The cost-effectiveness of adjunctive thrombectomy has been relatively unexplored. Mechanical devices are expected to cost more than simple aspiration catheters. Ideally, the incremental cost should be justified by improved outcomes. Very limited data suggest that thrombectomy does not cost more than standard therapy in the setting of acute MI30. Rheolytic thrombectomy improved clinical outcomes and reduced overall medical care costs in comparison to urokinase in patients with extensive thrombus in vein grafts31.


Studies of adjunctive thrombectomy in primary PCI

Inclusion and exclusion criteria

The typical eligibility criterion for RCTs of adjunctive thrombectomy was ST-segment elevation MI referred for primary or rescue PCI within 12 hours of symptoms onset. The maximal time after symptoms onset was 6 hours in one trial32, 9 hours in another4, 24 hours in one trial33and 48 hours in one trial13. An angiographically visible thrombus was required in 6 trials (Table 2 and 3)4,14,34-37. Patients in shock, requiring intra-aortic balloon counterpulsation or mechanical ventilation were excluded from 10 trials4,10,11,13,34, 37-41 and patients with previous coronary artery bypass were excluded from 9 trials4,12,13,33,34,39-42. Only 2 RCTs specifically excluded patients with a LVEF below 30%10,38. Six trials reported crossovers from the control to the thrombectomy group (range 3-18 patients)6,10,11,39,41,43. One trial recruited only anterior MIs34. Some trials required an infarction-related artery minimal reference diameter of at least 2.5 mm4,11,14,24,33,35,37,38,41 or 2 mm10. Patients with left main coronary stenosis were excluded from 6 trials4,12,33,35,40,42 and those with excessively calcified and tortuous arteries were excluded from one trial38. Overall, RCTs mostly included low to moderate-risk MI patients without hemodynamic compromise or high risk coronary anatomy.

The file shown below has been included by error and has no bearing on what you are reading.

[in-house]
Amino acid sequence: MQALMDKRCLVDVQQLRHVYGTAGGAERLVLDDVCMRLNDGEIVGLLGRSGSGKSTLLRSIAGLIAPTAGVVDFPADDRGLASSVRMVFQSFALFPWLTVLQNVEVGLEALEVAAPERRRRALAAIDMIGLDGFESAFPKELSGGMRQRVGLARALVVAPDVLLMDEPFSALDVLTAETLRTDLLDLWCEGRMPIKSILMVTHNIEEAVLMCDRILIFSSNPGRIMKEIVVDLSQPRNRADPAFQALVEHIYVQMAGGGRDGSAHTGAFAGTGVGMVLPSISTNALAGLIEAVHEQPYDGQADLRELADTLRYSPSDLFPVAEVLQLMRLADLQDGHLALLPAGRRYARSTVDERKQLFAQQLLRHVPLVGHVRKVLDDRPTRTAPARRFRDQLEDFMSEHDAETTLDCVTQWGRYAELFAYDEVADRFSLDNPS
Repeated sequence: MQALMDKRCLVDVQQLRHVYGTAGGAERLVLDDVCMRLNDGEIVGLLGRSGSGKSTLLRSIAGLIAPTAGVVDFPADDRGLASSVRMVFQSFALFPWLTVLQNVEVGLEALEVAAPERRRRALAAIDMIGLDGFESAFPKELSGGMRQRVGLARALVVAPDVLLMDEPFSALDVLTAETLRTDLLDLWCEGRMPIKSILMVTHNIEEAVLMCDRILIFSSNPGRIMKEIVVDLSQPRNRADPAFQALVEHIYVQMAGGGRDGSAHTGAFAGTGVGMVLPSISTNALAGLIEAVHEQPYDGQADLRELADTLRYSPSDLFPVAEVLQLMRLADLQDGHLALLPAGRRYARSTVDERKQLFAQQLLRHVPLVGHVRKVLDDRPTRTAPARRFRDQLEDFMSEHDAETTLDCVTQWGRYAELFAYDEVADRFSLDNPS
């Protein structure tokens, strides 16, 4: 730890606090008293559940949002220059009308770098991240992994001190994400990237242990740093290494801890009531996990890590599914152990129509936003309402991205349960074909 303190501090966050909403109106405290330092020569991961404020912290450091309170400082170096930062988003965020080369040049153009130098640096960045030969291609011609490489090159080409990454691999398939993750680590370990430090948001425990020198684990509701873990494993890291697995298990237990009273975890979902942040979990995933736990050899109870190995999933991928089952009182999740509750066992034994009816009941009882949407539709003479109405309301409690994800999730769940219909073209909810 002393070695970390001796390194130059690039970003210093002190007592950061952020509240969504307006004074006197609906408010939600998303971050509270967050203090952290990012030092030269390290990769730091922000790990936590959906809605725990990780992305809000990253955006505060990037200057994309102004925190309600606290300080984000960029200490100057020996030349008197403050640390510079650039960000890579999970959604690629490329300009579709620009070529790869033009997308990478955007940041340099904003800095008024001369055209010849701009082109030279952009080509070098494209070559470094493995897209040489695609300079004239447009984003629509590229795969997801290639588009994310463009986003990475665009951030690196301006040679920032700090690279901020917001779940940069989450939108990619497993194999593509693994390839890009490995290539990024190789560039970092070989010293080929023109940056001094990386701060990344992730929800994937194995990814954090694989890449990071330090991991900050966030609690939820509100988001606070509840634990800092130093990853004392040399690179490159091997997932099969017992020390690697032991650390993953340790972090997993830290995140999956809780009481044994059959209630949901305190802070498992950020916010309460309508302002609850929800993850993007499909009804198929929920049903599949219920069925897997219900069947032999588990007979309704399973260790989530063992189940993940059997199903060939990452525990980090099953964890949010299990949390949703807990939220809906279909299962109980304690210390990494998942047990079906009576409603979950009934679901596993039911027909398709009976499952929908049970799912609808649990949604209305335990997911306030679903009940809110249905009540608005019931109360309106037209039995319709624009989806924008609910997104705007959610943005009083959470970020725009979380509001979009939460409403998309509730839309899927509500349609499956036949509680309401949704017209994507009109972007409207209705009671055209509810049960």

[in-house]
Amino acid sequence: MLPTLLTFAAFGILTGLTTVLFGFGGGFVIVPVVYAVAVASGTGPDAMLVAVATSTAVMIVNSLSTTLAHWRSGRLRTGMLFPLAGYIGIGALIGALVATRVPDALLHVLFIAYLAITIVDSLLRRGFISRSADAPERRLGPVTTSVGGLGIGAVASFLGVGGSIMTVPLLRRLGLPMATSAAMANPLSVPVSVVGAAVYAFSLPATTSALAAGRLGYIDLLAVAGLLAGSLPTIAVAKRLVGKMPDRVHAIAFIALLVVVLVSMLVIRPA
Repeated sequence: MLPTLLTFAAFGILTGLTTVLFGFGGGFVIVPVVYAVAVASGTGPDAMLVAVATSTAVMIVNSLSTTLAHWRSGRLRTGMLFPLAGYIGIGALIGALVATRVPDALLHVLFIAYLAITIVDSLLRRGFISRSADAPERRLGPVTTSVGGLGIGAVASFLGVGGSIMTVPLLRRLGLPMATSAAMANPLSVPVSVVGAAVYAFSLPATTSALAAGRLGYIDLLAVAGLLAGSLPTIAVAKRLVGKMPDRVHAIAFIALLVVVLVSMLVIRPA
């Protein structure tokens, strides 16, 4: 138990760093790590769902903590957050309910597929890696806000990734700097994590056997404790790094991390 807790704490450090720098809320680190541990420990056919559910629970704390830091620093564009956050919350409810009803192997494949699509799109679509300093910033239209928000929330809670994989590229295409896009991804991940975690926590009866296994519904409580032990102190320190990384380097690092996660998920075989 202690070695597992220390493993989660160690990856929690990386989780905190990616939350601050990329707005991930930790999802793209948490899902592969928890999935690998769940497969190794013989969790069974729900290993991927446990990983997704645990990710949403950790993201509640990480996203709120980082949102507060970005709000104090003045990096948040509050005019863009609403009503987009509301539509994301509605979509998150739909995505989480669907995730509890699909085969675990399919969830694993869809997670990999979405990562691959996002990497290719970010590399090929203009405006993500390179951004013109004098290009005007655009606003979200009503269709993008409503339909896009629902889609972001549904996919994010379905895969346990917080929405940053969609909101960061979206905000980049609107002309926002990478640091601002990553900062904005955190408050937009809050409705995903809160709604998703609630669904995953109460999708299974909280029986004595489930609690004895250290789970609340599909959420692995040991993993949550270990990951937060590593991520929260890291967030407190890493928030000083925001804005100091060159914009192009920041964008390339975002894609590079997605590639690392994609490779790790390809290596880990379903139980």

Randomized controlled trials of aspiration thrombectomy